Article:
Design And Technology Statement Of Intent
At Stillness Infant School we teach Design and Technology as an inspiring, rigorous and practical subject. Using creativity and imagination, pupils design and make products that solve real and relevant problems within a variety of contexts, considering their own and others’ needs, wants and values.
- The children are taught the school values of creativity, perseverance and independence through the design and make process. They learn how to consider the needs of others and they learn to be resilient in their problem solving strategies. We teach the children to be proud of the products they make and to acknowledge the effort they put into their work.
- We reflect and celebrate our diverse community in our Design and Technology projects, for example learning about breads from different cultures and studying textiles from around the world before weaving.
- The children develop their skills and knowledge in a progressive and sequential way building on what has gone before and enabling them to make links with their learning. For example, the children use ribbons to weave on a large scale in Early Years and in Year 2 they study textiles, learn about warp and weft before designing and weaving their own place mat using wool and string. Our Design and Technology curriculum is adapted to meet the needs of all children including disadvantaged children and children with SEND or EAL, giving them the inspiration see the possibilities of Design and Technology for future employment.
- We teach the children the technical language and vocabulary they need to be able to describe and evaluate their own work and the work of others with increasing fluency and clarity.
- Design and Technology is central to providing the children with broad, rich experiences, inspiring them to be curious and discover their particular talents. They learn to cook and bake, they learn about lunar buggies and textiles, they make puppets and boats. We inspire the children by relating Design and Technology to current events such as the Mars Rover ‘Perseverance’
- We use stories to create contexts for our Design and Technology projects, for example making puppets based on the characters in the stories used in our ‘Go Wild’ topic. In this way, the children see the importance of reading and see books as an inspiration. We use non-fiction texts to reinforce the knowledge we teach, for example books about wheels and cars so that the children see books as a source of information.
Design And Technology Implementation
At Stillness Infant School, we give children the time to fully engage with the process of designing and making.
In our Early Years Foundation Stage, the children are introduced to Design Technology through direct teaching and continuous provision such as junk modelling and weaving on a large scale in both the indoor and outdoor areas, and our environment is carefully developed to invite children to explore and extend their own ideas. In addition, directed Design Technology activities, which are linked to topics and build on children’s prior learning, are delivered. This gives children opportunities to rehearse, consolidate and extend their skills. We teach a wide range of projects to ensure they develop a wide range of Design Technology techniques in basic joining, finishing, mechanisms and food. For example, the children make boats, cars and rockets in their ‘On The Move’ topic. They design chairs and beds for Goldilocks. They are supported to develop the fine motor skills needed to be able to use scissors, glue, tape and other joining and finishing techniques.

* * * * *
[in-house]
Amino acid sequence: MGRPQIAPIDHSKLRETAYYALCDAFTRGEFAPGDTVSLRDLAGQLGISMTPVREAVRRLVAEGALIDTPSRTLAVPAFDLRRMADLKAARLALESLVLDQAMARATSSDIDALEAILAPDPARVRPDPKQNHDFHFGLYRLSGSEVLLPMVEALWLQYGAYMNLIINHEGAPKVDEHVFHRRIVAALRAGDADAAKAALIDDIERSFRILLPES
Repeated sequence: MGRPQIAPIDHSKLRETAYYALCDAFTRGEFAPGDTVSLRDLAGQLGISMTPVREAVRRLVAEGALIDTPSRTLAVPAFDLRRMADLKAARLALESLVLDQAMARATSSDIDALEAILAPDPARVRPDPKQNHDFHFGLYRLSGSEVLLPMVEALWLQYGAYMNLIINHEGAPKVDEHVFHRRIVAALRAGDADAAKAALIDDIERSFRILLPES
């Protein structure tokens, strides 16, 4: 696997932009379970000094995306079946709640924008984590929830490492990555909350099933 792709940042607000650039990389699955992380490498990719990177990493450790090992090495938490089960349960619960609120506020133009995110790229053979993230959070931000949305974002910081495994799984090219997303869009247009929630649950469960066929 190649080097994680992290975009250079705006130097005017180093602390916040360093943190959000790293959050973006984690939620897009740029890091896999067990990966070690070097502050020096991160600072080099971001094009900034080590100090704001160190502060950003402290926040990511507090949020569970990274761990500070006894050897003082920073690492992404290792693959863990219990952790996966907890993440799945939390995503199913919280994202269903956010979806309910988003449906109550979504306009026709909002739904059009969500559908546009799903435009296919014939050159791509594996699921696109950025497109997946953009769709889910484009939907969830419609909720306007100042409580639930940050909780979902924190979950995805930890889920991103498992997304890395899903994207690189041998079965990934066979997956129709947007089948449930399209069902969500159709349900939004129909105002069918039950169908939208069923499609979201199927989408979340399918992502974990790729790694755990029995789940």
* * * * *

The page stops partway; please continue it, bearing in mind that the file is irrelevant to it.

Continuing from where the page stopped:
In Key Stage 1, children have three Design Technology projects a year linked to their topic. For example, in Year One they design and make a sandwich fit for a Queen’s afternoon tea in their ‘Turrets and Tiaras’ topic. They explore, design and make a model lunar buggy in their ‘Space Race’ topic. The lessons build on each other in a progressive and sequential way so that the children revisit and improve their ability to use a range of materials creatively to design and make products, evaluate their work and deepen their technical knowledge.
Children learn the vocabulary associated with the skills and techniques used for each project. The process of how to evaluate and critique their own work is taught, so that children can express what they would do better next time. Children discuss the work of designers and use the associated vocabulary to describe the differences and similarities between different practices and disciplines, and make links to their own work.
SEND and EAL children are given additional support to ensure that they can achieve the same outcome as their peers. Clear, direct feedback is given whilst children are developing their projects and children are assessed every half term.
Children have rich opportunities to broaden their design experience and cultural capital through numerous trips. Children visit the Science Museum, the Horniman Museum and draw inspiration from a range of real life products such as textiles and breads. Displays show the creative process as well as the final outcome, so that children can see the steps that were involved.